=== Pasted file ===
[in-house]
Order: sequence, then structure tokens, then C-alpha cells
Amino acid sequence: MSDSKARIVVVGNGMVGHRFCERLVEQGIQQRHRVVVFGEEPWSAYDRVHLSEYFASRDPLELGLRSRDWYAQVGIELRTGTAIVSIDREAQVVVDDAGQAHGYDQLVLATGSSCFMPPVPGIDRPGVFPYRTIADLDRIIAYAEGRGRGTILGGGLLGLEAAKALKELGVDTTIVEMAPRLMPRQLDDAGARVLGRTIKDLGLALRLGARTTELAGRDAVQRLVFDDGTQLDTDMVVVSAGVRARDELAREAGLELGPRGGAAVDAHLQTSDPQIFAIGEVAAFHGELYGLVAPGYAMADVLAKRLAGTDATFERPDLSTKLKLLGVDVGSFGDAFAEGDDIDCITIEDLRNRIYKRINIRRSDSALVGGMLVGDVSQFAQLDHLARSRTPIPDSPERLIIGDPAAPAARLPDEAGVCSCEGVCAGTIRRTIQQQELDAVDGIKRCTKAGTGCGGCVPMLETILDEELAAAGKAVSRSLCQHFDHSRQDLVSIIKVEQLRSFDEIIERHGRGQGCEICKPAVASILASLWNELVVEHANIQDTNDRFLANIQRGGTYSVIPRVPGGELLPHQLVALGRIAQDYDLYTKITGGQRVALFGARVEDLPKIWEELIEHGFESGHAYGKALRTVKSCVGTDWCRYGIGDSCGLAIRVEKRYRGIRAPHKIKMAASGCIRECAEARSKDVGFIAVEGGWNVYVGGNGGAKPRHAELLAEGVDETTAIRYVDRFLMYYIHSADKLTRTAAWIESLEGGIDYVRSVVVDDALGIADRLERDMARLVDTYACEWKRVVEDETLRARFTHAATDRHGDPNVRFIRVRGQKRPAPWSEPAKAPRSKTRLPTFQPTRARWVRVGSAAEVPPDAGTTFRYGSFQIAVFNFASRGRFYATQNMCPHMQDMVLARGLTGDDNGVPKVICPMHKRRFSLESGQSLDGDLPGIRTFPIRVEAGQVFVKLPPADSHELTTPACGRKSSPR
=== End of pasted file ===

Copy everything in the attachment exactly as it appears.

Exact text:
[in-house]
Order: sequence, then structure tokens, then C-alpha cells
Amino acid sequence: MSDSKARIVVVGNGMVGHRFCERLVEQGIQQRHRVVVFGEEPWSAYDRVHLSEYFASRDPLELGLRSRDWYAQVGIELRTGTAIVSIDREAQVVVDDAGQAHGYDQLVLATGSSCFMPPVPGIDRPGVFPYRTIADLDRIIAYAEGRGRGTILGGGLLGLEAAKALKELGVDTTIVEMAPRLMPRQLDDAGARVLGRTIKDLGLALRLGARTTELAGRDAVQRLVFDDGTQLDTDMVVVSAGVRARDELAREAGLELGPRGGAAVDAHLQTSDPQIFAIGEVAAFHGELYGLVAPGYAMADVLAKRLAGTDATFERPDLSTKLKLLGVDVGSFGDAFAEGDDIDCITIEDLRNRIYKRINIRRSDSALVGGMLVGDVSQFAQLDHLARSRTPIPDSPERLIIGDPAAPAARLPDEAGVCSCEGVCAGTIRRTIQQQELDAVDGIKRCTKAGTGCGGCVPMLETILDEELAAAGKAVSRSLCQHFDHSRQDLVSIIKVEQLRSFDEIIERHGRGQGCEICKPAVASILASLWNELVVEHANIQDTNDRFLANIQRGGTYSVIPRVPGGELLPHQLVALGRIAQDYDLYTKITGGQRVALFGARVEDLPKIWEELIEHGFESGHAYGKALRTVKSCVGTDWCRYGIGDSCGLAIRVEKRYRGIRAPHKIKMAASGCIRECAEARSKDVGFIAVEGGWNVYVGGNGGAKPRHAELLAEGVDETTAIRYVDRFLMYYIHSADKLTRTAAWIESLEGGIDYVRSVVVDDALGIADRLERDMARLVDTYACEWKRVVEDETLRARFTHAATDRHGDPNVRFIRVRGQKRPAPWSEPAKAPRSKTRLPTFQPTRARWVRVGSAAEVPPDAGTTFRYGSFQIAVFNFASRGRFYATQNMCPHMQDMVLARGLTGDDNGVPKVICPMHKRRFSLESGQSLDGDLPGIRTFPIRVEAGQVFVKLPPADSHELTTPACGRKSSPR